"No child is responsible for his parents' actions," said Iman Salim, a social worker at the orphanage. "Each of our children are victims. Each needs our love."

When a 10-year-old, brown-haired boy whose father had been an Islamic State fighter arrived at the orphanage in the spring, he had suffered much the same trauma as the other children. His sleep was plagued by nightmares, and his days were filled with sadness over the loss of his parents. The staff tried to keep his father's identity secret to avoid conflict. But the news trickled out, and suddenly the quiet, stable life they had tried to build for the children crumbled.

Muhammad was the first to lash out, pounding the other boy with his fists, and staff members had to pull him off.

"All the time I saw him, I thought, 'I really, really hate him,'" Muhammad said in an interview with his social worker present. "I hate Daesh and what they did to my father, and each time I saw him I would hate him as much as Daesh."

The New York Times is not using the full names of the children interviewed for this article to protect their privacy.

The social workers counseled Muhammad to channel his anger and hurt into physical exercise. For the other boy, they told him that they would make sure he was safe and watched to ensure he wasn't being left out of games or playtime.

In a few weeks, the boys were playing on the same side in soccer games and walking to school together, the social workers said.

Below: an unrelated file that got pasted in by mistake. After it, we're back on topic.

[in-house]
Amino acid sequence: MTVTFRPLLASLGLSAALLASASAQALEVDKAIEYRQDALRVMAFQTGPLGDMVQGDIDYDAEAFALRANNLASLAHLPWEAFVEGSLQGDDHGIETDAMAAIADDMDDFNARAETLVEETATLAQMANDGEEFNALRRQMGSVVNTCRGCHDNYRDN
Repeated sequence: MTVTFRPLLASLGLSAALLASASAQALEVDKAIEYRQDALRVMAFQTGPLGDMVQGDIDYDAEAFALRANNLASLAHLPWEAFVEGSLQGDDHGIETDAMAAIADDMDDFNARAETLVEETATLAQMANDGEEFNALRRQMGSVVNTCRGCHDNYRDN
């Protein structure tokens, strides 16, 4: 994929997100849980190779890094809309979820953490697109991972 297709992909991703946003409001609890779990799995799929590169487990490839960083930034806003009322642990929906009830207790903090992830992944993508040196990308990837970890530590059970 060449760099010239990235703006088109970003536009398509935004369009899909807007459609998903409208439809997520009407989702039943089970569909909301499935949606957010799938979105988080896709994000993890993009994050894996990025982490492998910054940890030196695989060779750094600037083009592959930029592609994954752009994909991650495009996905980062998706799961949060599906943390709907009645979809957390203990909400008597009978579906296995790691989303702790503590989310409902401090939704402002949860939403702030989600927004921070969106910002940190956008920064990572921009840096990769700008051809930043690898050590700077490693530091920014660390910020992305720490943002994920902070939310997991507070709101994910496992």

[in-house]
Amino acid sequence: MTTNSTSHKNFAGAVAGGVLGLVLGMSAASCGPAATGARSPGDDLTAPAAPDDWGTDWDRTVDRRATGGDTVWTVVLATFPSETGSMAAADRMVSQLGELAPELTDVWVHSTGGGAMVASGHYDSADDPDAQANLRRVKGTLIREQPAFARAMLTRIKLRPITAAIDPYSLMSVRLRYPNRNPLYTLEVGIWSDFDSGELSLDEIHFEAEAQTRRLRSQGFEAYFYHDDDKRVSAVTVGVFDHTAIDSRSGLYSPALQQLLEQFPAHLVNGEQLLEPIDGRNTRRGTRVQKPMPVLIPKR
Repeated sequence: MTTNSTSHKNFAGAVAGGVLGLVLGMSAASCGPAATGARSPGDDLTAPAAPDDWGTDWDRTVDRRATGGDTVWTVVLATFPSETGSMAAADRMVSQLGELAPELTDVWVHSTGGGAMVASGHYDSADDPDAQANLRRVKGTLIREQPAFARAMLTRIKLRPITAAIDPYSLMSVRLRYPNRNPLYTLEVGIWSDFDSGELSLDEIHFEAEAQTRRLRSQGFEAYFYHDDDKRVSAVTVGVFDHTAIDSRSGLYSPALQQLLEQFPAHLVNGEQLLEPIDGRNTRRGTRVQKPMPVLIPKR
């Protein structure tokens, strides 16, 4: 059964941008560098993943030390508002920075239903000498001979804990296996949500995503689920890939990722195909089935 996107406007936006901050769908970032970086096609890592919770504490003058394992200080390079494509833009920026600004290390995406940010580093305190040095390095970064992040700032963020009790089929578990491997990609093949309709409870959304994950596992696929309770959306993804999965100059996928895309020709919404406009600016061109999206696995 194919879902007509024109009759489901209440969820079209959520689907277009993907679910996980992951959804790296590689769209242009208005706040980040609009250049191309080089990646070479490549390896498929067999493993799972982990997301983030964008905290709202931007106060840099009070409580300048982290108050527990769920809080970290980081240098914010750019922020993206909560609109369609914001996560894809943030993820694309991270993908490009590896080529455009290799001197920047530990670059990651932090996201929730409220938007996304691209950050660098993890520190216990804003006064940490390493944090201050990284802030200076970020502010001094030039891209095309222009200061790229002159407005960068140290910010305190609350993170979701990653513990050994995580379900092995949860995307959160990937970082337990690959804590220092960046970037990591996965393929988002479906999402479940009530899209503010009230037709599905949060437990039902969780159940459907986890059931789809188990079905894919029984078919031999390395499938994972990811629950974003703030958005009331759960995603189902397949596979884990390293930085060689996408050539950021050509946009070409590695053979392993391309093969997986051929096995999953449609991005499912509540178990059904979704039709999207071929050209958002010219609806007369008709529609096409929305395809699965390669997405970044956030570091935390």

For orphans placed with their extended families, such psychological support has not been easy to find. They also lack many basic services, including education and health care.

Many of their families live on the brink of poverty, having lost most of their possessions in the war.

Nour, a brown-haired 10-year-old whose favorite game used to be pretending to be a princess, stopped playing make-believe in July of last year, when she lost 19 members of her family as they tried to escape Mosul's besieged Old City, where the Islamic State was making its last stand.

Her parents, relatives and neighbors had decided to leave their makeshift bomb shelters where they had been cowering for days and run for the safety of the Iraqi Army lines. As they dodged bullets and stumbled through mounds of rubble, an Islamic State suicide bomber ran at them and detonated her bomb.

Nour remembers being blown into the air, but nothing else. Her parents, her little sister, six cousins, six aunts and uncles and her grandmother were killed.

Her surviving relatives, a 63-year-old great-aunt and her 21-year-old married sister, found her at a field hospital, where an American military medic had saved her life. They took her, frail and bandaged, to her aunt's home.

But her family had no way to nurse the painful scars across her face, hands and arms, or the emotional pain she carried. Nour had second- and third-degree burns from her fingertips to her elbows and across her cheeks, as well as severe nerve damage in both hands.

Her great-aunt, Sukaina Muhammad, who lost her husband in the same blast, makes ends meet with food parcels from a local charity. She spent the family's meager life savings on two surgical operations to help Nour regain the use of her arms, but she cannot afford reconstructive surgery.

This spring, they enrolled her in school, hoping a regular routine would help her cope with her withdrawal and sadness. In her first week in class, her classmates and teachers laughed at the claw-like appearance of her burned hands.

"Can you imagine anything as cruel as that?" her aunt asked.

Nour stopped going to class. She now spends her day helping her great-aunt with household chores. Her favorite toy is a stuffed Mickey Mouse.

She prefers that over the pretty dolls her cousins have.

"It's hard to pretend like that," she said. "I'm not beautiful like them."